Hugh Pickens writes "The NY Times has an interesting report on the iGeneration, born in the '90s and this decade, comparing them to the Net Generation, born in the 1980s. The Net Generation spend two hours a day talking on the phone and still use e-mail frequently while the iGeneration — conceivably their younger siblings — spends considerably more time texting than talking on the phone, pays less attention to television than the older group, and tends to communicate more over instant-messenger networks. 'People two, three or four years apart are having completely different experiences with technology,' says Lee Rainie, director of the Pew Research Center's Internet and American Life Project. 'College students scratch their heads at what their high school siblings are doing, and they scratch their heads at their younger siblings. It has sped up generational differences.' Dr. Larry Rosen, a professor of psychology at California State University, says that the iGeneration, unlike their older peers, expect an instant response from everyone they communicate with, and don't have the patience for anything less. 'They'll want their teachers and professors to respond to them immediately, and they will expect instantaneous access to everyone, because after all, that is the experience they have growing up,' says Rosen." Read below for another intra-generational wrinkle.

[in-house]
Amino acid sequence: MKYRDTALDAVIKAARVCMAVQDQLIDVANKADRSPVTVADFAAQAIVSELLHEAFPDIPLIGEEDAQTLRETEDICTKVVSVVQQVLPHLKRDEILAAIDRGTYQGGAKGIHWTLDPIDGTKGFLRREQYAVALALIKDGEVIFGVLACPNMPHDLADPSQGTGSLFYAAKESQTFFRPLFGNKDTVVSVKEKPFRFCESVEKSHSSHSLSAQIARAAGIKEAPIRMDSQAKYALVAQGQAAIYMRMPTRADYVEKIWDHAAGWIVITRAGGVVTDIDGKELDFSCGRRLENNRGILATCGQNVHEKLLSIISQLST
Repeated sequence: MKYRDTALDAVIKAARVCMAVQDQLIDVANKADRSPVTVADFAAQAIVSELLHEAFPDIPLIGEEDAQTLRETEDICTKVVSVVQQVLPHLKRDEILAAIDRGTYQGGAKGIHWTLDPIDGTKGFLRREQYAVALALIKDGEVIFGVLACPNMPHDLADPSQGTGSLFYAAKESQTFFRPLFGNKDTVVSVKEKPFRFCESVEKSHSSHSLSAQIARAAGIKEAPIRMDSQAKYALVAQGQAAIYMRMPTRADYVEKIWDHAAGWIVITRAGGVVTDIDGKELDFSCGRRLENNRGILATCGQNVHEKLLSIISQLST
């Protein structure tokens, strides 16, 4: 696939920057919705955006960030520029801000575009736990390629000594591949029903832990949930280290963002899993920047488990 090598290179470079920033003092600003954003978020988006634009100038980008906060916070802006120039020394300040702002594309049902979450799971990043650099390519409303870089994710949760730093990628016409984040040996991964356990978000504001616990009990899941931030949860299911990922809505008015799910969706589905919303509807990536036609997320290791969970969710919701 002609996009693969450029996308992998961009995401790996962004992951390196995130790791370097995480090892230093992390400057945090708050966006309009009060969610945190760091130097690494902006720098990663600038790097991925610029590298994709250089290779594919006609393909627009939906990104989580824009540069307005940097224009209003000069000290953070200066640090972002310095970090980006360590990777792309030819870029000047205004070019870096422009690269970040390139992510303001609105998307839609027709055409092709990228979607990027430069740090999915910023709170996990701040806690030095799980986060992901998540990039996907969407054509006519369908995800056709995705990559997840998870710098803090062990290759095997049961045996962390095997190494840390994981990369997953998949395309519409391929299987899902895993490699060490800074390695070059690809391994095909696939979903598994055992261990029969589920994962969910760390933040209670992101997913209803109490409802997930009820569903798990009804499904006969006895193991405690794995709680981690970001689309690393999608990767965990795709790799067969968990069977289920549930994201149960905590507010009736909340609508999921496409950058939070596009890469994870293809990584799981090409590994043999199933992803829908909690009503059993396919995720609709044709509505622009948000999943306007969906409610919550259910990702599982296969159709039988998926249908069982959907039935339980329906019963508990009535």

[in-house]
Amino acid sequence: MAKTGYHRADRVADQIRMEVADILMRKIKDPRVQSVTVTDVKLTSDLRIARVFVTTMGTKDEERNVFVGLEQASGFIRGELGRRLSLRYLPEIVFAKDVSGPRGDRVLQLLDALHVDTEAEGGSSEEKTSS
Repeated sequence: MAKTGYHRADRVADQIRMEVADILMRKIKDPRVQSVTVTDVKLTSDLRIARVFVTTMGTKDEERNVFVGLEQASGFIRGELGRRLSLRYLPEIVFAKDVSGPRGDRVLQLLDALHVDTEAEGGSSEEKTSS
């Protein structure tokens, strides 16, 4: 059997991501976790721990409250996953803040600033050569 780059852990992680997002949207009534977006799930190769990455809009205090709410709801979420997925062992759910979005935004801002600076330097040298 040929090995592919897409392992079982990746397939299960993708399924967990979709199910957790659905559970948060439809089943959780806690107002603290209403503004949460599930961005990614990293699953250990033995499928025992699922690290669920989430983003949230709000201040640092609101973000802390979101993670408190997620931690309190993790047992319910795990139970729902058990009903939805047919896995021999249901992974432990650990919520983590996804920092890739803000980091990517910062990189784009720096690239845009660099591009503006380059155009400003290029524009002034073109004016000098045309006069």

Another intra-generational gap is the iGeneration comfort in multi-tasking. Studies show that 16- to 18-year-olds perform seven tasks, on average, in their free time — like texting on the phone, sending instant messages, and checking Facebook while sitting in front of the television; while people in their early 20s can handle only six, and those in their 30s about five and a half. "That versatility is great when they're killing time, but will a younger generation be as focused at school and work as their forebears?" writes Brad Smith. "I worry that young people won't be able to summon the capacity to focus and concentrate when they need to," says Vicky Rideout, a vice president at the Kaiser Family Foundation.